Editor’s note: December 2009
By Maria DiDanieliFeatures Business Management
When taking stock of 2009, it is valuable to fairly assess areas
needing improvement, but important also to consider and celebrate
everything we have done well in order to harness the essence and
elements of those successes, and apply them toward meeting our goals
for 2010. In this issue of Canadian Chiropractor (CC), our writers
suggest this more than once.
When taking stock of 2009, it is valuable to fairly assess areas needing improvement, but important also to consider and celebrate everything we have done well in order to harness the essence and elements of those successes, and apply them toward meeting our goals for 2010. In this issue of Canadian Chiropractor (CC), our writers suggest this more than once.
To this end, CC is taking a look back to spotlight elements that have brought chiropractic to its current status in our country, and hold these up as pillars on which the profession can further build. The December issue draws its inspiration from such 2009 Canadian milestones as Alberta’s steadfast cohesion and grace in the face of adversity; conferences where the art, science and philosophy of chiropractic came together to demonstrate the strength of their collective presence in the profession; the inclusion of several DCs in medical teams within elite sports, including the upcoming Olympic games in Vancouver; the growing numbers of other collaborative initiatives involving DCs; the funding of chiropractic education by the Canadian government; and the national recognition of the historical significance of the profession’s founder, Daniel David Palmer. The gains made in research, the application of knowledge in practice, and the fostering of intraprofessional unity are some of the many successes the profession can leverage when moving forward into the new year and into its future.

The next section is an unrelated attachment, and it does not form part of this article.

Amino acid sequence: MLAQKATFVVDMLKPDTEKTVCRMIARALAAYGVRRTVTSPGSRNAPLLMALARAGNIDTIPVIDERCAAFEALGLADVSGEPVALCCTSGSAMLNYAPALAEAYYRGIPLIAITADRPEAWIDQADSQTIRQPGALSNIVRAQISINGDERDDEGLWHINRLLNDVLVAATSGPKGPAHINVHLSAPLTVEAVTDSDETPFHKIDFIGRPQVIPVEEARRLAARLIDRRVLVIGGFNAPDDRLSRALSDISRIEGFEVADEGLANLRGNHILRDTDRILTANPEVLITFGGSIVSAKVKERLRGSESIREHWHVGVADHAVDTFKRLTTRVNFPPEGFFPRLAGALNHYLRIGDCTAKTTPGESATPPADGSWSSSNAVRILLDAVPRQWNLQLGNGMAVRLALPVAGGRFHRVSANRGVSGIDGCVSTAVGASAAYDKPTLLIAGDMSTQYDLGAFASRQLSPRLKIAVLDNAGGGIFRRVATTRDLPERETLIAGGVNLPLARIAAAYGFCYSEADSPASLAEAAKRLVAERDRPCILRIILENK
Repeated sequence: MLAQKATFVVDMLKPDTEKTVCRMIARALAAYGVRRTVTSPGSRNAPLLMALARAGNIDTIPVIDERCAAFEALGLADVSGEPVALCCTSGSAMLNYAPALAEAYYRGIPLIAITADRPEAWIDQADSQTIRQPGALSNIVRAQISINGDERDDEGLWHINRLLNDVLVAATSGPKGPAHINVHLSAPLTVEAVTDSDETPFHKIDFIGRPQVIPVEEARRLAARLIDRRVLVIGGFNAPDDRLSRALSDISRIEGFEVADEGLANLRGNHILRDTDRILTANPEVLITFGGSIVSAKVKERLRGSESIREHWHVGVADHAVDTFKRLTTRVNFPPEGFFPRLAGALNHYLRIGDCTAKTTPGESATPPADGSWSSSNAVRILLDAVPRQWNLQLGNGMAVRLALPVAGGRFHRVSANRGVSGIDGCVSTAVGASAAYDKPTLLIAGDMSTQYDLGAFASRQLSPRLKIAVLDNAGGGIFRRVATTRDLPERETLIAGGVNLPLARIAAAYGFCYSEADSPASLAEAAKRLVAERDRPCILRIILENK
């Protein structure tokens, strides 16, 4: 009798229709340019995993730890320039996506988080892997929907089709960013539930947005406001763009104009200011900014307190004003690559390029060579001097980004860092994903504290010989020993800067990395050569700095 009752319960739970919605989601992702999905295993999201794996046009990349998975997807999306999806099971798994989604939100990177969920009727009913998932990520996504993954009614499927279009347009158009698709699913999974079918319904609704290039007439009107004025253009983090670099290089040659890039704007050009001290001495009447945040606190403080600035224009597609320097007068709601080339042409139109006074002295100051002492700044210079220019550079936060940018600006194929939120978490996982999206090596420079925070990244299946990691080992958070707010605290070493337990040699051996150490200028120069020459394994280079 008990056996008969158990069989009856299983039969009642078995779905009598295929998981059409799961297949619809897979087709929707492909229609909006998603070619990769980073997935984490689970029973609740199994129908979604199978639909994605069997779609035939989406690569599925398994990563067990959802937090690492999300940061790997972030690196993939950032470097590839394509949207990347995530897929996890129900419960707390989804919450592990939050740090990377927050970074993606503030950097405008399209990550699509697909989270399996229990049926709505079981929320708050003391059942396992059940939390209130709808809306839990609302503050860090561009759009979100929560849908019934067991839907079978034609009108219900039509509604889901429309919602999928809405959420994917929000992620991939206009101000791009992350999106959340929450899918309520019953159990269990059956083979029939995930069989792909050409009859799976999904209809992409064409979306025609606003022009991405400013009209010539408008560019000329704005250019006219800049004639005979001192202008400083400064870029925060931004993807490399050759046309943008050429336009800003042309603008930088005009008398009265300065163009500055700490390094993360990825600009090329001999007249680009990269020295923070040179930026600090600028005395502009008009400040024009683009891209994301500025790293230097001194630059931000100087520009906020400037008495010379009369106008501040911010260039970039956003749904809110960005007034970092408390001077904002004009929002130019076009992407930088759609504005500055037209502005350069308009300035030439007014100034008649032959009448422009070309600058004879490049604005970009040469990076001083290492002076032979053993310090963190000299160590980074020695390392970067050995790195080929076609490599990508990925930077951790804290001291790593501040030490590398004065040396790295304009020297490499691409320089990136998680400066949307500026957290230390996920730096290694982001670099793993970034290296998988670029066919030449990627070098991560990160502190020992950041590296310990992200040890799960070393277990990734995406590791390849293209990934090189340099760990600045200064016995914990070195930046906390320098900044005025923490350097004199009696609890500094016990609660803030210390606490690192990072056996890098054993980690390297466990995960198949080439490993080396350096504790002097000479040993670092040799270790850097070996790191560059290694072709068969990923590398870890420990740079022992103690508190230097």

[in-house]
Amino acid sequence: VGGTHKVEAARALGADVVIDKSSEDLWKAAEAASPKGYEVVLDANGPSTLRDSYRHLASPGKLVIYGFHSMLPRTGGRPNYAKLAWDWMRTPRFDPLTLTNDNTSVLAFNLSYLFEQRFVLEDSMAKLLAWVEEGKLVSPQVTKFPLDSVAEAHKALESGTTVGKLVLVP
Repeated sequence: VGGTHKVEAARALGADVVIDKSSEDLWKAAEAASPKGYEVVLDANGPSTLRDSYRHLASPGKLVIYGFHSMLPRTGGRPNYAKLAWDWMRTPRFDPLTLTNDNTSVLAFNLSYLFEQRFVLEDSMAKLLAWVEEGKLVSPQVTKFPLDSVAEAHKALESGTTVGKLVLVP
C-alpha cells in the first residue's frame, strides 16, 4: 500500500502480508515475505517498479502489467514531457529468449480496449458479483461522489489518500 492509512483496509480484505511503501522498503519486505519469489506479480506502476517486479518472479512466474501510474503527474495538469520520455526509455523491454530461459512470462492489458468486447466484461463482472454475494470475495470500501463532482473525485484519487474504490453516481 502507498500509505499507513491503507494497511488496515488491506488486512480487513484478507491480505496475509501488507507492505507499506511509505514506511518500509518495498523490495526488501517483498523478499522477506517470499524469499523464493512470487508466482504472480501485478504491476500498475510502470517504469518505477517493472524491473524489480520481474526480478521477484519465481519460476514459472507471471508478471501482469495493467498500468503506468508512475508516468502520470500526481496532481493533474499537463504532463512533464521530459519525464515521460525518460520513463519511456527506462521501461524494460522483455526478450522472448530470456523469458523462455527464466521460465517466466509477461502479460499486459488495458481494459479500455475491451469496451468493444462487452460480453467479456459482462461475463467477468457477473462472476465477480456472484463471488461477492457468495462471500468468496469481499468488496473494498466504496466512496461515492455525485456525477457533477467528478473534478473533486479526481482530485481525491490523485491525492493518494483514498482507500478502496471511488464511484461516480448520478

I wish to take a few words to acknowledge the people who make up the essence of our successes at CC. Many thanks to the various writers – guest and regular – who have taken the time to contribute over the past year. My appreciation also extends to the chiropractic colleges, associations and educational institutions across Canada for helping bring news and developments to our readership. I also wish to acknowledge our sponsors for their ongoing support of the publication. As well, I sincerely thank the members of the Editorial Advisory Board, who have helped me on several occasions.
Last but not least, I could not find motivation to meet my own goals were it not for the men and women who make up our readership and the profession of chiropractic in Canada. My thanks to all of you for reading us in 2009, for your comments and letters and for the strength of your convictions as you embark upon another year as doctors of chiropractic within our communities.
Blessings for the coming holidays and prayers for health and prosperity in the new year.
Bien à vous,
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